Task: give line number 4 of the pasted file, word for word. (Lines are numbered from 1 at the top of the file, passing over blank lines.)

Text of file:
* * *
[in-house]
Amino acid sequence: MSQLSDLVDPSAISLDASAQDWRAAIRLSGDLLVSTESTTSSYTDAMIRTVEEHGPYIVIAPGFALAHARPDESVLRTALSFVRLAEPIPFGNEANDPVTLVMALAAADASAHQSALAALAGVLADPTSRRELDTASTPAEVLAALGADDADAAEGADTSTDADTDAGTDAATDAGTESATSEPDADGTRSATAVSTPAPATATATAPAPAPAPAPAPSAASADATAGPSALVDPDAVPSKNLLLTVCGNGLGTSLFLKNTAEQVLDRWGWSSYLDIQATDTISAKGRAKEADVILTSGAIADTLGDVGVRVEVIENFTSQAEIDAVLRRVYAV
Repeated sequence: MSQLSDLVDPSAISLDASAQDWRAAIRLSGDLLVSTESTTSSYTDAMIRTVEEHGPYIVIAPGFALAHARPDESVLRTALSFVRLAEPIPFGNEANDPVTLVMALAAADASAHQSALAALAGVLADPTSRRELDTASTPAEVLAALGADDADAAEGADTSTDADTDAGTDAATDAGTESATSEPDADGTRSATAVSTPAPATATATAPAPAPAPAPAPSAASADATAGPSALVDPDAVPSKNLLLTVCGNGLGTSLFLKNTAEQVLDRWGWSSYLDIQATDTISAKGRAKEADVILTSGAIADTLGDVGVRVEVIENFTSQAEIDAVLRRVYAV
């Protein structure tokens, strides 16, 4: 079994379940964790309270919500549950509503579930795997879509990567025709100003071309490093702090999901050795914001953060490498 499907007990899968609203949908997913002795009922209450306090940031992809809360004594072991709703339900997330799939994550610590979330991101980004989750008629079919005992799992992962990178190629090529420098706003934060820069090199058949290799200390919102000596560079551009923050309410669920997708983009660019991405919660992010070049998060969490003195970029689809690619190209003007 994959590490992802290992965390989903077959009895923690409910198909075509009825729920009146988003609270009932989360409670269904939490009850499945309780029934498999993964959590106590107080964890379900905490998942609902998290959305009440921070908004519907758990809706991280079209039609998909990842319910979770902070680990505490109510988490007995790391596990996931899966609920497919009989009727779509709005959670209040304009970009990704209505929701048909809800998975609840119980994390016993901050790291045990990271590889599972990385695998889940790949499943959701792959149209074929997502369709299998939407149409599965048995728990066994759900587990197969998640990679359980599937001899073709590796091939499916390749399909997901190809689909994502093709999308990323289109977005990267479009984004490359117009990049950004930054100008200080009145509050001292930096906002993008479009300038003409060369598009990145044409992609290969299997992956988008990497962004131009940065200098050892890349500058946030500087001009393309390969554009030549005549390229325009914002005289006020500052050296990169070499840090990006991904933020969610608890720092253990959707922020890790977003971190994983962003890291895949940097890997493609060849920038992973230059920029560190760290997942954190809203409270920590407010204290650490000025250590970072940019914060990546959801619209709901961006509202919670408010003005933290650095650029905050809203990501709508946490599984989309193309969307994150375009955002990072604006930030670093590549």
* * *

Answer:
């Protein structure tokens, strides 16, 4: 079994379940964790309270919500549950509503579930795997879509990567025709100003071309490093702090999901050795914001953060490498 499907007990899968609203949908997913002795009922209450306090940031992809809360004594072991709703339900997330799939994550610590979330991101980004989750008629079919005992799992992962990178190629090529420098706003934060820069090199058949290799200390919102000596560079551009923050309410669920997708983009660019991405919660992010070049998060969490003195970029689809690619190209003007 994959590490992802290992965390989903077959009895923690409910198909075509009825729920009146988003609270009932989360409670269904939490009850499945309780029934498999993964959590106590107080964890379900905490998942609902998290959305009440921070908004519907758990809706991280079209039609998909990842319910979770902070680990505490109510988490007995790391596990996931899966609920497919009989009727779509709005959670209040304009970009990704209505929701048909809800998975609840119980994390016993901050790291045990990271590889599972990385695998889940790949499943959701792959149209074929997502369709299998939407149409599965048995728990066994759900587990197969998640990679359980599937001899073709590796091939499916390749399909997901190809689909994502093709999308990323289109977005990267479009984004490359117009990049950004930054100008200080009145509050001292930096906002993008479009300038003409060369598009990145044409992609290969299997992956988008990497962004131009940065200098050892890349500058946030500087001009393309390969554009030549005549390229325009914002005289006020500052050296990169070499840090990006991904933020969610608890720092253990959707922020890790977003971190994983962003890291895949940097890997493609060849920038992973230059920029560190760290997942954190809203409270920590407010204290650490000025250590970072940019914060990546959801619209709901961006509202919670408010003005933290650095650029905050809203990501709508946490599984989309193309969307994150375009955002990072604006930030670093590549």